Sailing in Halong Bay

Monday marked two weeks since I began my tour of Asia. I am happy to report that I am FINALLY 100% recovered (YAHOO!), after discovering that my illness wasn’t an infection or a result of something I’d eaten, but rather a bad side effect of the malaria medication I was taking. After mulling my options (feeling like death now vs. potentially feeling like death later if I catch malaria), I opted for going off the medication. I’ll layer on the DEET in areas where there are mosquitos and hope for the best. At least now I can get up in the morning and not want to cry out of misery and pain. I think that’s a better option!

At any rate, our little group of six more than doubled in size as we met up with more travellers in Hanoi. We now have three Americans, two more Kiwis, a German, and two more Brits. The Americans are living up to all stereotypes thus far, which is unfortunate because I know that they do come in non-ignorant varieties as I’ve met some lovely ones during my travels. Here, however, not so much. “Why don’t they just put the garbage in cans?”, “Oh my God, guys, there’s a pig on the back of the bike”, “You don’t have an accent?”, (would you like me to beef up the Mckenzie brothers references?), “What was John McCain imprisoned for?” (REALLY?!) etc. etc.

Anyway, we all stuffed ourselves into our van and made the three-hour drive to Halong Bay, for a day and night on a junk boat sailing around the bay. I had seen photos of the turquoise water and hundreds of islands and was very excited for some warm sunshine and relaxation.

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How to Stay Alive in Hanoi

Don’t go outside.

Seriously though, I couldn’t capture a photo and can’t find the words that would really give an apt description of the madness that is Hanoi traffic (and I know it will get worse in Ho Chi Minh City). This photo, though blurry, does give a bit of an idea of what it’s like:

  • The only rule in driving here seems to be that there are no rules. It’s a free-for-all.
  • Cars and bikes WILL go in any direction, regardless of traffic pattern.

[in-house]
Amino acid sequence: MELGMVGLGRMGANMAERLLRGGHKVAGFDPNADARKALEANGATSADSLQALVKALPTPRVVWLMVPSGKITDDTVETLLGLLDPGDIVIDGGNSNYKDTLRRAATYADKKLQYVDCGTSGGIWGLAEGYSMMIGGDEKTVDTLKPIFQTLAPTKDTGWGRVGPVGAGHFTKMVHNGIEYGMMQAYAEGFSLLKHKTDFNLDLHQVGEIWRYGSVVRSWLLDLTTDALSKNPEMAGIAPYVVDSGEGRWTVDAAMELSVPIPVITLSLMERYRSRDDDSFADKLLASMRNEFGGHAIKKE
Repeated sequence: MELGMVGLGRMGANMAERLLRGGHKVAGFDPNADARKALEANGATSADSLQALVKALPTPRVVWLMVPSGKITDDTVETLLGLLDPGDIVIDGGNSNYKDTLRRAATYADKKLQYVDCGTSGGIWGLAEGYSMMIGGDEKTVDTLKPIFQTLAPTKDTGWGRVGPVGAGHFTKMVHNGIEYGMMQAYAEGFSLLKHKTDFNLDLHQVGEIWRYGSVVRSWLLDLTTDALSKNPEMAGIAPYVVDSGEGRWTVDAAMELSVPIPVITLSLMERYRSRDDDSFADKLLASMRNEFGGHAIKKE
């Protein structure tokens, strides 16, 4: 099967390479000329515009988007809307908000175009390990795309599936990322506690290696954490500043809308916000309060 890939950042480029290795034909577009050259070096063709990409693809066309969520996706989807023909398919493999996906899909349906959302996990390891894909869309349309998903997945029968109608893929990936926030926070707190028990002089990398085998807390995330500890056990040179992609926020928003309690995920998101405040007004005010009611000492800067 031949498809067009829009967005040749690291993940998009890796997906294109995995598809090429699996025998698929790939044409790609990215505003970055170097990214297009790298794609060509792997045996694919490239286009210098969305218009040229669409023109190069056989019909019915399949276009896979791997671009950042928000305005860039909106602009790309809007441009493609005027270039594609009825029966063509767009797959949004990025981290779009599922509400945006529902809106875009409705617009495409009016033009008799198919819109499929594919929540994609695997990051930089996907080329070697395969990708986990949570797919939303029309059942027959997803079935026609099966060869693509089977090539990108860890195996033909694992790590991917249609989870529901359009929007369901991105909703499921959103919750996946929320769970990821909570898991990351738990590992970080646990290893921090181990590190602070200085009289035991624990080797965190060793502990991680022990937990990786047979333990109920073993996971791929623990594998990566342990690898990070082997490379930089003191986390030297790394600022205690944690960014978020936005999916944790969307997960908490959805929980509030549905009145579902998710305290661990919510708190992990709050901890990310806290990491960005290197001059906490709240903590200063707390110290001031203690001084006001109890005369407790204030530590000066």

• Bikes go on the sidewalks. However, most of the time sidewalks are blocked by people selling goods or bikes propped up so you have to scurry along the road anyway.
  • No one looks when they merge. I think that’s what the constant horns are for – rather than an “Oy! You’re in the way!” it’s more of an “Oy! I’m coming in!”
  • Just when you think it can’t get any crazier, someone will try to cross the road carrying something enormous, i.e. a cart full of bananas or in this case, balloons. BALLOONS IN TRAFFIC.

At any rate, after a day of screaming each time I ran across, I think we figured out a bit of a system in that you just have to keep moving when you cross, and ignore the horns, incoming vehicles, and chaos. A couple of close calls, but we all survived in one piece!

Madness aside, Hanoi was an interesting place to spend a few days. The pollution is quite strong – my throat hurt almost instantly, and I did find that when I coughed/sneezed…it came out black. Sorry lungs (and sorry readers for the oversharing)! Apart from dodging traffic and coughing incessantly, I also visited:

  • The Ho Chi Minh Mausoleum
  • Hoi An, aka the “Hanoi Hilton”
  • Several fine restaurants, where I discovered just how delicious condensed milk is in coffee and ate cake (sidenote, perhaps I should have named this blog “Eating ‘Round the World”)
  • A traditional water puppet show

And just wandered about, discovering side streets and seeing a bit more of the character of the place. As I am still in Vietnam and it’s quite strict, I’ll keep mum on any thoughts I have about what I saw and just say a big thank you to Hanoi motorists for not plowing me down!

Lights Out!

I’m about to head off for a day/night on a junk boat, floating around Halong Bay. Following that, I will be on an overnight train as we head down to Hue. Frankly, Hanoi has been INSANE, and I’ve spent the last two days just trying to A)not be killing crossing the street and B)marvelling at the fact that no one else is killed crossing the street. So, I’m excited for the changes in scenery that will be coming my way.

I also won’t have internet access for a few days, so stay tuned in a few days for a more detailed account of how not to die in Hanoi traffic. Hopefully these are skills that will serve me well in Ho Chi Minh City!

Enjoy Earth Hour!